The chant coined by pro football fans seemed to be the word on the lips of all the contending golfers as they finished the first round of the 78th U.S. Open yesterday. So it was not too surprising that Hale Irwin, a veteran quite familiar with this territory and a specialist at playing the defensive game, emerged as the leader with only a few challengers left on the course.

Irwin recorded a two-under-par 69 to go one stroke ahead of Andy North, J.C. Snead and an 18-year-old amateur, Bob Clampett, the only other players in the field of 153 to better par by late in the day.

Gary Player, Al Geiberger, Dave Stockton, Bobby Wadkins, Phil Hancock and Bille Brask were in at even par. Andy Bean topped a quarter at 72, Jerry Pate led four players bracketed at 73 and 17 others pitched in with 74, a figure most competitors thought par should be.

Jack Nicklaus and Lee Trevino were late starters. Nicklaus struggled to a 73. Trevino was one over through 16.

Causing a late stir in the 94-degree weather was Arne Dokka, a relative unknown from Pacoima, Calif. Dokka, 146th to tee off, was one under with seven holes to play but quickly took two bogeys.

For Irwin, it was a happy homecoming. The 33-year-old graduate of the University of Colorado twice was an All-Big Eight Conference defensive back in football. He also won an NCAA golf title. But his most memorable sucess came in 1974, in the U.S. Open at Winged Foot near New York City.

That course is remembered as one of the toughest in Open history. Irwin prevailing with 287. Cherry Hills is not quite as tough, but nobody was able to put a red three on the leader boards at any stage of yesterday's action and several of the frontrunners found themselves stumbling through the closing holes.

"I played away from the temptation to go for the flag all day and it paid off," Irwin explained. "There is no tomorrow any day here. You can't afford foolish mistakes on this rough a course. Today, I avoided them."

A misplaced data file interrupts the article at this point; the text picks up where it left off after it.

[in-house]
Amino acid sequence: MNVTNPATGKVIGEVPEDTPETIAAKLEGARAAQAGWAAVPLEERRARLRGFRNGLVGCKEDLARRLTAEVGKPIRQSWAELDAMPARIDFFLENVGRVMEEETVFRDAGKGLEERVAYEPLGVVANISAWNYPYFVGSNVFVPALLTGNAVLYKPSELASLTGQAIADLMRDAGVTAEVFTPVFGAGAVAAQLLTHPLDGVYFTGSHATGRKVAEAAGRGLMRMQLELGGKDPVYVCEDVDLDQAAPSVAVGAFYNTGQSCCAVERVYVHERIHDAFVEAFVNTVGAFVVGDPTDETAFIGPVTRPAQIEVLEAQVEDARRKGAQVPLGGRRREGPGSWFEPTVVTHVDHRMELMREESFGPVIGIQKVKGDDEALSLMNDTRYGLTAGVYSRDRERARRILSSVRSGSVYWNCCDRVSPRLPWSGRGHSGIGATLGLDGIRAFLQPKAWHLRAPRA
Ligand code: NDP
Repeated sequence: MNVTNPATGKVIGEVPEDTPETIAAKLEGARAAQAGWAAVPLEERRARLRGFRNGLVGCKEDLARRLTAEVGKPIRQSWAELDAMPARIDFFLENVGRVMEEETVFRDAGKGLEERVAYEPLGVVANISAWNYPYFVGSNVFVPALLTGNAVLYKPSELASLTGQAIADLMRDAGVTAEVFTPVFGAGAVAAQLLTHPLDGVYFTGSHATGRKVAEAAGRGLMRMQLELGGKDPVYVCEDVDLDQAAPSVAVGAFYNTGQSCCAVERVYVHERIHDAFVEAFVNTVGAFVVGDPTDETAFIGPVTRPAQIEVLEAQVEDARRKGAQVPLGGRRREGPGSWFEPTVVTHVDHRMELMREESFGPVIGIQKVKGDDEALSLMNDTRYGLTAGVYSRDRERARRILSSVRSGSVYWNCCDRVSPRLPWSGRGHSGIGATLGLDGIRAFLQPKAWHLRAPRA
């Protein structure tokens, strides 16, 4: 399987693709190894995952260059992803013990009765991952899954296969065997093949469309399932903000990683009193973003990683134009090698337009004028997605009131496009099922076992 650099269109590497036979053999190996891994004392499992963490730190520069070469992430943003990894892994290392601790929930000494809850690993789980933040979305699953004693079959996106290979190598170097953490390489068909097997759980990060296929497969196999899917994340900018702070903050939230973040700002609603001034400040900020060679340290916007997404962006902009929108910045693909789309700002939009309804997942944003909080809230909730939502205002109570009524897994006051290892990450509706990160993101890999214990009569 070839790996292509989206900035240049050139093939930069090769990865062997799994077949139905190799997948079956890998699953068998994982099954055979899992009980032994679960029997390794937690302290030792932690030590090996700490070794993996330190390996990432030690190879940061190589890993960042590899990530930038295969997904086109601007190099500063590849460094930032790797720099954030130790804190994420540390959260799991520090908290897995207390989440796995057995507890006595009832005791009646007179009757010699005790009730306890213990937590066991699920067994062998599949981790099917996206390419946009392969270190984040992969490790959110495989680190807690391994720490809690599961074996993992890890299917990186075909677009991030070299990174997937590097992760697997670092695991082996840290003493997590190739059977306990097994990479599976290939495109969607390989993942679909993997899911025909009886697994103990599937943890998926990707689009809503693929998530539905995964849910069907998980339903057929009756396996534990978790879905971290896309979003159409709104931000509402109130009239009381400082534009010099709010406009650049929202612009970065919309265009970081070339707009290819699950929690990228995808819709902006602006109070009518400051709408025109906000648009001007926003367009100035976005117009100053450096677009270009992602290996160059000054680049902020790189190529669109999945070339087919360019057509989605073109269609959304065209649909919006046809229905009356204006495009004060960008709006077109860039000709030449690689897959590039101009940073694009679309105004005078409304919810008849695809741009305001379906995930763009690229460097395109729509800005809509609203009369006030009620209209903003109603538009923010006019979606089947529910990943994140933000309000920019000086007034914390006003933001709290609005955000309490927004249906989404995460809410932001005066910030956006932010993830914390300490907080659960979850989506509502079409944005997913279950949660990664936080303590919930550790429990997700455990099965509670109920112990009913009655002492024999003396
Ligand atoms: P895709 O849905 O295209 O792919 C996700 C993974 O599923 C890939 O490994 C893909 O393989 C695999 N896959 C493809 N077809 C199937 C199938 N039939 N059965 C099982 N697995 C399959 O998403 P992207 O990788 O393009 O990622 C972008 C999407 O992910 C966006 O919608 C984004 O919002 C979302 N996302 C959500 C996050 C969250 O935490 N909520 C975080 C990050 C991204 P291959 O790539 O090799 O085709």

Equally important, Irwin strung together three long putts in a row, midway of the front nine, to build the score that gave him the day's lead. His lone bogey came on the first hole after an eight-iron caught the light rough.

"I over hit the fifth (par-five) on two with a drive and a three-wood." Irwin reconstructed. "I wound up needing a 25-foot putt to save a par. Then I sank a 25-footer on the sixth for a birdie and a 30-footer on the seventh. After that, the round was rather outline."

Except, perhaps, for the par-five 17th, Irwin drove 300 years in the light Mile High air and was faced with a decision of going for the island green in two or playing safe.

"It would have been a foolish gamble at that point," Irwin said later. "Johnny Miller went for it, but he was six over. I decided to lay up, with a wedge. The ball hit about a foot over the moat and ran 30 feet past the pin. But it was the right decision."

North, Gary Player and Mark Hayes, to name but three, were not so fortunate nearing the finish. North was two under and tied for the lead coming up 38 after a fine one-iron shot off the tee. He pushed a two-iron into the bleachers, had to take a drop and scramble for a bogey.